The Creator Of The LGBTQ Rainbow Flag Has Died

by Seth Millstein
Lior Mizrahi/Getty Images News/Getty Images

According to one of his close friends, Gilbert Baker, creator of the LGBTQ rainbow flag, has died. Cleve Jones posted the news on Twitter Friday, announcing that his "dearest friend in the world is gone." According to the Bay Area Reporter, he passed away Friday in New York, at the age of 65. The cause of Baker's death is unknown.

"Gilbert Baker gave the world the Rainbow Flag," Jones wrote. "He gave me forty years of love and friendship."

A Kansas native, Baker moved to San Francisco in 1972 after a two-year stint in the U.S. Army. It was there that he became friends with Harvey Milk, the pioneering LGBTQ activist who would soon become the first openly gay politician to win elected office in the United States. Baker had taken up sewing after moving to San Francsico, and in 1978, Milk commissioned him to create a symbol for the gay community to use as a public display of pride. Baker chose a rainbow flag.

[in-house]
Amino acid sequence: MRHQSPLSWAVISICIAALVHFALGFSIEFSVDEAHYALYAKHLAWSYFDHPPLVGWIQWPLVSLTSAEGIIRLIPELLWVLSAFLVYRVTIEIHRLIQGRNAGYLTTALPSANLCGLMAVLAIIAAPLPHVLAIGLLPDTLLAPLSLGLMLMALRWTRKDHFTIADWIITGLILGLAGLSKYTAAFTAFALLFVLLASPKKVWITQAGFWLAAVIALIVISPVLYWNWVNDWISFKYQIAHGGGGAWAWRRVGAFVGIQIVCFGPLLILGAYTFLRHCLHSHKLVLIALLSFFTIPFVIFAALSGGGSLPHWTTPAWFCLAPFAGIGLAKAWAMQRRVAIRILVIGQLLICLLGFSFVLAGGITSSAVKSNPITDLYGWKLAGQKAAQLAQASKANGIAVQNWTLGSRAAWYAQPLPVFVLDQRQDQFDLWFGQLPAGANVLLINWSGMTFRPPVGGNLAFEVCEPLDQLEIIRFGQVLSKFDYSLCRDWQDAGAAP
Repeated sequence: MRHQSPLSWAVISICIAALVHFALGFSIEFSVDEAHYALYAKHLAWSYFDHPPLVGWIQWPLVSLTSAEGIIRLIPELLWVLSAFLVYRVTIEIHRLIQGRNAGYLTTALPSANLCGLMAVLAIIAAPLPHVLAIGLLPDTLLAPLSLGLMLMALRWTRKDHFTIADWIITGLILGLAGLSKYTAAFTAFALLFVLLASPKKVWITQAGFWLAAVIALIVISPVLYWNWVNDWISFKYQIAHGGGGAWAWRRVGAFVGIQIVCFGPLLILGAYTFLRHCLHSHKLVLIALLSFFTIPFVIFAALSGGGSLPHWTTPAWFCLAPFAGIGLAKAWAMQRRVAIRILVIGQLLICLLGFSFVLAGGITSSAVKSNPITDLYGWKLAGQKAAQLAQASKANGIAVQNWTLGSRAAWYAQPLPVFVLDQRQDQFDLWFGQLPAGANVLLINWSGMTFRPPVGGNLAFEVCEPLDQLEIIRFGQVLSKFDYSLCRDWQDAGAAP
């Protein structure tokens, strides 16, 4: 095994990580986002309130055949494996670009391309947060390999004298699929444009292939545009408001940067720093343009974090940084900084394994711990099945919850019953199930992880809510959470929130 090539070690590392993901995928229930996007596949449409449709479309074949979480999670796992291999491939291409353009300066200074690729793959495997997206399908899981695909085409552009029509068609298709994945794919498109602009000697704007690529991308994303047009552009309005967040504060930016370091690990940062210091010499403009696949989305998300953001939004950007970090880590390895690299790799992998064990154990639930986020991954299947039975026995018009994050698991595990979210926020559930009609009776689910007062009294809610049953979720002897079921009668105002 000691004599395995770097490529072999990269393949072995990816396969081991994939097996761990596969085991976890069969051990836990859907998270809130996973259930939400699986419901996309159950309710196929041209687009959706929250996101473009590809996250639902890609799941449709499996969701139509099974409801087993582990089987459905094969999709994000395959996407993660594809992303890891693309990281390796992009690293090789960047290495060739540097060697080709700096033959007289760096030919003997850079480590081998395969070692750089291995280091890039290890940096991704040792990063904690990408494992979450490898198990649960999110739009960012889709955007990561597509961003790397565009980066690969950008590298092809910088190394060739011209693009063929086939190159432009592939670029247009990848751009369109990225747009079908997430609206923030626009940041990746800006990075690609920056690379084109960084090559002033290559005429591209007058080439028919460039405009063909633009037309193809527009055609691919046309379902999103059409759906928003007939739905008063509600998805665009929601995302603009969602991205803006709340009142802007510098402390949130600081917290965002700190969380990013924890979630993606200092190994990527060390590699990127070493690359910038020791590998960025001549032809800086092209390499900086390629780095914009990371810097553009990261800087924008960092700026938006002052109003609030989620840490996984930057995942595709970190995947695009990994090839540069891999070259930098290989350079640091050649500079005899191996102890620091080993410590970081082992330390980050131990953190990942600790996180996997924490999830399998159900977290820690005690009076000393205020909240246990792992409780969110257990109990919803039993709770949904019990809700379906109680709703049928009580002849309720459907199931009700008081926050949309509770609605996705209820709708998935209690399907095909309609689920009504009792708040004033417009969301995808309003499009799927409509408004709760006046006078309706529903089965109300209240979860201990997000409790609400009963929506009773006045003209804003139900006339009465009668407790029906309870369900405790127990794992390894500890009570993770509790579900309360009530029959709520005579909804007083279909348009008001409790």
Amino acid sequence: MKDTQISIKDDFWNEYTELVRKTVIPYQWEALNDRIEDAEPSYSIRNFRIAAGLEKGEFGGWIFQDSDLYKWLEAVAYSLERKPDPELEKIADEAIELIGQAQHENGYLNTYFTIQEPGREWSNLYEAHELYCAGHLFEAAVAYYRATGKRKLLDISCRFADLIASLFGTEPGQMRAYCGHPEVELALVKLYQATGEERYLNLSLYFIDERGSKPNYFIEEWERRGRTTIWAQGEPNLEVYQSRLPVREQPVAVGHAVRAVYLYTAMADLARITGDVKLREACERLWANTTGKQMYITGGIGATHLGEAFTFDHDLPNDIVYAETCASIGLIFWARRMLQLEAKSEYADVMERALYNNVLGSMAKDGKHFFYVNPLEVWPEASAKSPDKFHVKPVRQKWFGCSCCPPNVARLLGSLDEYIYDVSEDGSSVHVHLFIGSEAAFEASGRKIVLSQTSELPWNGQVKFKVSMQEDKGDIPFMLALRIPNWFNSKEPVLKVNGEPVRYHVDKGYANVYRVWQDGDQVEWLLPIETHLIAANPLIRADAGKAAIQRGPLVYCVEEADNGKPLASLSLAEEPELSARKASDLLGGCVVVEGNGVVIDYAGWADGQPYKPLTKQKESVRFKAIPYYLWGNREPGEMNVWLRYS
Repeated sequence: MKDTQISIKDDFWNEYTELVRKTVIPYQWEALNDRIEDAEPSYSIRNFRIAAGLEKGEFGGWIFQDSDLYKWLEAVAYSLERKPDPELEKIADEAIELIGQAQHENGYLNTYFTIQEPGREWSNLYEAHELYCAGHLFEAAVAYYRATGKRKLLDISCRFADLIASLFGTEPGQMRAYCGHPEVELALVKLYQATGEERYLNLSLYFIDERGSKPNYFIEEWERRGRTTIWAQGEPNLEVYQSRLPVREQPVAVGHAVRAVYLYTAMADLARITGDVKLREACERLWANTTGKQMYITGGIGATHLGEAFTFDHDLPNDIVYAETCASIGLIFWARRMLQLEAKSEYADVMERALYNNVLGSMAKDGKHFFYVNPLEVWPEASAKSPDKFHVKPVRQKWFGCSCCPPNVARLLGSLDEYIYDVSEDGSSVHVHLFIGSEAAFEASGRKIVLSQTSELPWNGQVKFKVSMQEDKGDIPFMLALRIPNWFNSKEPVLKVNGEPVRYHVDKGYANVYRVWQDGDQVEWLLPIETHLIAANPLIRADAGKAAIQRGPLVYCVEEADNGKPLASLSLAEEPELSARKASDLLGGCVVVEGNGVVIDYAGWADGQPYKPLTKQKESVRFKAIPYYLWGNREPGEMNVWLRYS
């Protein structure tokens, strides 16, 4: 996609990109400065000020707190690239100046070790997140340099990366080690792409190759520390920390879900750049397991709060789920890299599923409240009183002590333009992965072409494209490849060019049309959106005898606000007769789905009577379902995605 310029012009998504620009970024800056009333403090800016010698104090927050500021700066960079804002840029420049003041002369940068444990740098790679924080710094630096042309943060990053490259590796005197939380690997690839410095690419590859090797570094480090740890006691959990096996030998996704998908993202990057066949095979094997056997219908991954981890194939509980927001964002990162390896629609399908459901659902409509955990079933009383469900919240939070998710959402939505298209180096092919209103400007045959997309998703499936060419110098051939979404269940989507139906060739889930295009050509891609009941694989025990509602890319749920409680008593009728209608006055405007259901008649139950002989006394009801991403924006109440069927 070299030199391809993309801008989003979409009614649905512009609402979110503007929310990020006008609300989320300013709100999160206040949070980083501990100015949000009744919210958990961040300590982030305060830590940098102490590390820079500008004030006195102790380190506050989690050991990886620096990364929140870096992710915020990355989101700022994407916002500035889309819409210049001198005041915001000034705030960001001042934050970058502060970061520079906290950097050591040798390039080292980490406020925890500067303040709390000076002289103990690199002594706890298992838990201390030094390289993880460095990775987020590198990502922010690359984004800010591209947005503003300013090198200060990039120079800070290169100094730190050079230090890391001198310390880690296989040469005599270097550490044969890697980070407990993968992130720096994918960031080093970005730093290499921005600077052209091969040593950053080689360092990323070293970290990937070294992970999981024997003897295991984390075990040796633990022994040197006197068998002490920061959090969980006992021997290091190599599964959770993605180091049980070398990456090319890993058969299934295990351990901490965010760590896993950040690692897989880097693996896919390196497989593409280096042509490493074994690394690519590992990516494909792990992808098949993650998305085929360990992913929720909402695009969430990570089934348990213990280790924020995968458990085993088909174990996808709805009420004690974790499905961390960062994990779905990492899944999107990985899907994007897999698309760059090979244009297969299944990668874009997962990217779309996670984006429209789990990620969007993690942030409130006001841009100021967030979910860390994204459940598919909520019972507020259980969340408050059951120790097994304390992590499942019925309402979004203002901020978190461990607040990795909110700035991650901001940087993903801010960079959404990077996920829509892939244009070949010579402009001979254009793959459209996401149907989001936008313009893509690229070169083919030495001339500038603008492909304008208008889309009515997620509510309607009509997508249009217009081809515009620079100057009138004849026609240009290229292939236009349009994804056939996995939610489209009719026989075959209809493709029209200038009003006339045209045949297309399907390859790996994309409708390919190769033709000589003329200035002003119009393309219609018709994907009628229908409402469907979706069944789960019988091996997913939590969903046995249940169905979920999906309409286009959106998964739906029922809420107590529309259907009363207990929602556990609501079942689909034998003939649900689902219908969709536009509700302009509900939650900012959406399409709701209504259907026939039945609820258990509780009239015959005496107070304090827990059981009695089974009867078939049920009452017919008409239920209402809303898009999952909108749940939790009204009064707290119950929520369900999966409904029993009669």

"Flags are about power," Baker told ABC7 news decades later. "Flags say something. You put a rainbow flag on your windshield and you're saying something."

Milk, who was assassinated in 1978, rode under Baker's rainbow flag during its debut at San Francisco's gay pride parade that year, according to WBBM.

The flag eventually became a universal symbol of LGBTQ pride, and in 1997, on the anniversary of Milk's election to the San Francisco Board of Supervisors, the city raised the flag permanently over the Castro district, where it remains to this day.

While the flag itself consists of a simple rainbow design, Baker said that each of its colors stands for something distinct.

"Pink is for sex, red for life, orange for healing, yellow for sun," Baker told ABC7. "Green for nature, turquoise for magic, blue for serenity, and purple for the spirit. I like to think of those elements as in every person, everyone shares that."

After his success in designing the rainbow flag, Baker continued to work on political flags. In 1979, then-Mayor Dianne Feinstein commissioned Baker to create the flag for her first elected inaugural. Baker also designed flags for the 1984 Democratic National Convention, and one of his flags ultimately hung in the West Wing of the White House under President Bill Clinton.

After announcing the death of his friend, Jones encouraged San Francisco supporters to gather with him beneath the rainbow flag in the Castro on Friday evening at 7:00 p.m. local time to honor Baker.